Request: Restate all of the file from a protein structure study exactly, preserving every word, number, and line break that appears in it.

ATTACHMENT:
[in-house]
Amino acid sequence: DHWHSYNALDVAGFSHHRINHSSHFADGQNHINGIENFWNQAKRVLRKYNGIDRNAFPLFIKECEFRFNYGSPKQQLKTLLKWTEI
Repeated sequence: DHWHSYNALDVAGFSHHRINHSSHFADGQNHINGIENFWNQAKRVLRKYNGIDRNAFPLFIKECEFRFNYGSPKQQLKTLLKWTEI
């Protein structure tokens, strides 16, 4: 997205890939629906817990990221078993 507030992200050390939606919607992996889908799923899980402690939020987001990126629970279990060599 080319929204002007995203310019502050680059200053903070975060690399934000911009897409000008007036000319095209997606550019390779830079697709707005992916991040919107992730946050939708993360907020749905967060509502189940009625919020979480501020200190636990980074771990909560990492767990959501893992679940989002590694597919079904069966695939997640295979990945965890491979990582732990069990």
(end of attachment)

[in-house]
Amino acid sequence: DHWHSYNALDVAGFSHHRINHSSHFADGQNHINGIENFWNQAKRVLRKYNGIDRNAFPLFIKECEFRFNYGSPKQQLKTLLKWTEI
Repeated sequence: DHWHSYNALDVAGFSHHRINHSSHFADGQNHINGIENFWNQAKRVLRKYNGIDRNAFPLFIKECEFRFNYGSPKQQLKTLLKWTEI
């Protein structure tokens, strides 16, 4: 997205890939629906817990990221078993 507030992200050390939606919607992996889908799923899980402690939020987001990126629970279990060599 080319929204002007995203310019502050680059200053903070975060690399934000911009897409000008007036000319095209997606550019390779830079697709707005992916991040919107992730946050939708993360907020749905967060509502189940009625919020979480501020200190636990980074771990909560990492767990959501893992679940989002590694597919079904069966695939997640295979990945965890491979990582732990069990």